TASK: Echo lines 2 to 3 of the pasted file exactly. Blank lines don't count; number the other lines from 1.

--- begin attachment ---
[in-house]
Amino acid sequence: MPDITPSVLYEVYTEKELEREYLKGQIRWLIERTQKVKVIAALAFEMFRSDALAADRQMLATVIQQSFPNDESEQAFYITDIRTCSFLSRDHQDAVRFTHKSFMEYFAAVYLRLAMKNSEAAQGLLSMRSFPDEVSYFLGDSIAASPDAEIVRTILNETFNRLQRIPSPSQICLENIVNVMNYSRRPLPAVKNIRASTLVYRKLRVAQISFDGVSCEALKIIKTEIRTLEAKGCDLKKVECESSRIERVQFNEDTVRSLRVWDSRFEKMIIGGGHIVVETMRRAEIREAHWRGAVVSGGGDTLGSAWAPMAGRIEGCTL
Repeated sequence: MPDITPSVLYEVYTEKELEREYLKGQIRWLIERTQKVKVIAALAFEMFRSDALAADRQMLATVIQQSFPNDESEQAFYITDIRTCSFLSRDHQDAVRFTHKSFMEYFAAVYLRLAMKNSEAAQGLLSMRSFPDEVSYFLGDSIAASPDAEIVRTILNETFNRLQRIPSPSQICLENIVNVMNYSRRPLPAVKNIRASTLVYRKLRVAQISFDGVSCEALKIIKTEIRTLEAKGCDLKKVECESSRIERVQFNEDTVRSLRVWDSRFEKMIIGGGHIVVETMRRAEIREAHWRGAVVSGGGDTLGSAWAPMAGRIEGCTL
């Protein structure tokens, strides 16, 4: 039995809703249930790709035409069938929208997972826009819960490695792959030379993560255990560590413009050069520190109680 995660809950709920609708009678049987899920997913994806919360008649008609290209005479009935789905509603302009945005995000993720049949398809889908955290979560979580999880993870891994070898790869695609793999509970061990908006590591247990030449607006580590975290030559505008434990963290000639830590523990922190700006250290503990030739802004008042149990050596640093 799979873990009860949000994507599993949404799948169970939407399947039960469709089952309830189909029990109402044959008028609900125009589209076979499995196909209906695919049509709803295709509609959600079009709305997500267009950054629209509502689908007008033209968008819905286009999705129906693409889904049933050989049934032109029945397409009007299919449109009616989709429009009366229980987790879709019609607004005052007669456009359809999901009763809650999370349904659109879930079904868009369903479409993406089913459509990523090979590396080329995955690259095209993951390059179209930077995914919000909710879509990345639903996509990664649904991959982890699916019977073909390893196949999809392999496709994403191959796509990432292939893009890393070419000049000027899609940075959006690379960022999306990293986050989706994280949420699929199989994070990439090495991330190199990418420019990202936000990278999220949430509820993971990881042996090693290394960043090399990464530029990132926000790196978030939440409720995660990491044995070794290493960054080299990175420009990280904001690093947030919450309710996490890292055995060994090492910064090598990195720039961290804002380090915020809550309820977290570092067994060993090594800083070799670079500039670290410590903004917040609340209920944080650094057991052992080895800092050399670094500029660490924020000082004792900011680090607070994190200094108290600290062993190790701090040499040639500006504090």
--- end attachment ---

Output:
Amino acid sequence: MPDITPSVLYEVYTEKELEREYLKGQIRWLIERTQKVKVIAALAFEMFRSDALAADRQMLATVIQQSFPNDESEQAFYITDIRTCSFLSRDHQDAVRFTHKSFMEYFAAVYLRLAMKNSEAAQGLLSMRSFPDEVSYFLGDSIAASPDAEIVRTILNETFNRLQRIPSPSQICLENIVNVMNYSRRPLPAVKNIRASTLVYRKLRVAQISFDGVSCEALKIIKTEIRTLEAKGCDLKKVECESSRIERVQFNEDTVRSLRVWDSRFEKMIIGGGHIVVETMRRAEIREAHWRGAVVSGGGDTLGSAWAPMAGRIEGCTL
Repeated sequence: MPDITPSVLYEVYTEKELEREYLKGQIRWLIERTQKVKVIAALAFEMFRSDALAADRQMLATVIQQSFPNDESEQAFYITDIRTCSFLSRDHQDAVRFTHKSFMEYFAAVYLRLAMKNSEAAQGLLSMRSFPDEVSYFLGDSIAASPDAEIVRTILNETFNRLQRIPSPSQICLENIVNVMNYSRRPLPAVKNIRASTLVYRKLRVAQISFDGVSCEALKIIKTEIRTLEAKGCDLKKVECESSRIERVQFNEDTVRSLRVWDSRFEKMIIGGGHIVVETMRRAEIREAHWRGAVVSGGGDTLGSAWAPMAGRIEGCTL